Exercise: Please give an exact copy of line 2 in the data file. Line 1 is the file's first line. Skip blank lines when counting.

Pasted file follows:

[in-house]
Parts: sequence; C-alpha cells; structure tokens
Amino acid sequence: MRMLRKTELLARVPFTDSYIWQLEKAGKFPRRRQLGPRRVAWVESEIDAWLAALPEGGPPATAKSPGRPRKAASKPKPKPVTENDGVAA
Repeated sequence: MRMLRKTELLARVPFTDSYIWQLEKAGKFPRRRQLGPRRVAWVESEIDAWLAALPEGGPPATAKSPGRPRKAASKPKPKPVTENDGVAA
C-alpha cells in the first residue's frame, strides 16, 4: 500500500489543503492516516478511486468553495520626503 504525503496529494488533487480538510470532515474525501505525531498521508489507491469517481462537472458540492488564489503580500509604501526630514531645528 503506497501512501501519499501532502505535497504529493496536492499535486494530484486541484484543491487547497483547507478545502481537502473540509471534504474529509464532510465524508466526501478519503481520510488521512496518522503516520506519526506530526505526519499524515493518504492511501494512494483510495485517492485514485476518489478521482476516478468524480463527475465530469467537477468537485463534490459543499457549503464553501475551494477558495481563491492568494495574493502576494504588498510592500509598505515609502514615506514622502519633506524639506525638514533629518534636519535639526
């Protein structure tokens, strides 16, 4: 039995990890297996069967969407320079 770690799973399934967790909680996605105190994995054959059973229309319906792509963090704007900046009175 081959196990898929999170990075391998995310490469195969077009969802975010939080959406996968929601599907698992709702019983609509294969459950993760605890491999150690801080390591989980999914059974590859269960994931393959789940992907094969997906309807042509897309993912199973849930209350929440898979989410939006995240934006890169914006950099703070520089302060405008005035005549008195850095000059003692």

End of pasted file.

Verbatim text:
Parts: sequence; C-alpha cells; structure tokens